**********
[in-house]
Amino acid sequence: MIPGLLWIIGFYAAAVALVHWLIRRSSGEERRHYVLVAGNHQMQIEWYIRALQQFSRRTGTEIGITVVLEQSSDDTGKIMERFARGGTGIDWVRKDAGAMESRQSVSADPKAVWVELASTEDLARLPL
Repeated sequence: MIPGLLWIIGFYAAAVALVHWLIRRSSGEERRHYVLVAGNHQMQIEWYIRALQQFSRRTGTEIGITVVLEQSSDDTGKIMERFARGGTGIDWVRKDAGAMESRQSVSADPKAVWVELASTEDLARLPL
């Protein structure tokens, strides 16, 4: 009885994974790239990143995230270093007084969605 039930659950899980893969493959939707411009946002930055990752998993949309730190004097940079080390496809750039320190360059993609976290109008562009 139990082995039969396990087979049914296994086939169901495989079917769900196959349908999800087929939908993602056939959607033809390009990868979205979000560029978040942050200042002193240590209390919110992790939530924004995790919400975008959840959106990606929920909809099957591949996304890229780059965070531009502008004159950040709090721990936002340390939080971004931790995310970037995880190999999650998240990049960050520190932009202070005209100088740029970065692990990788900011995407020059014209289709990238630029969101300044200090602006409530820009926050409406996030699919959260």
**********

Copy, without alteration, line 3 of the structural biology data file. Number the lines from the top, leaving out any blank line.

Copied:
Repeated sequence: MIPGLLWIIGFYAAAVALVHWLIRRSSGEERRHYVLVAGNHQMQIEWYIRALQQFSRRTGTEIGITVVLEQSSDDTGKIMERFARGGTGIDWVRKDAGAMESRQSVSADPKAVWVELASTEDLARLPL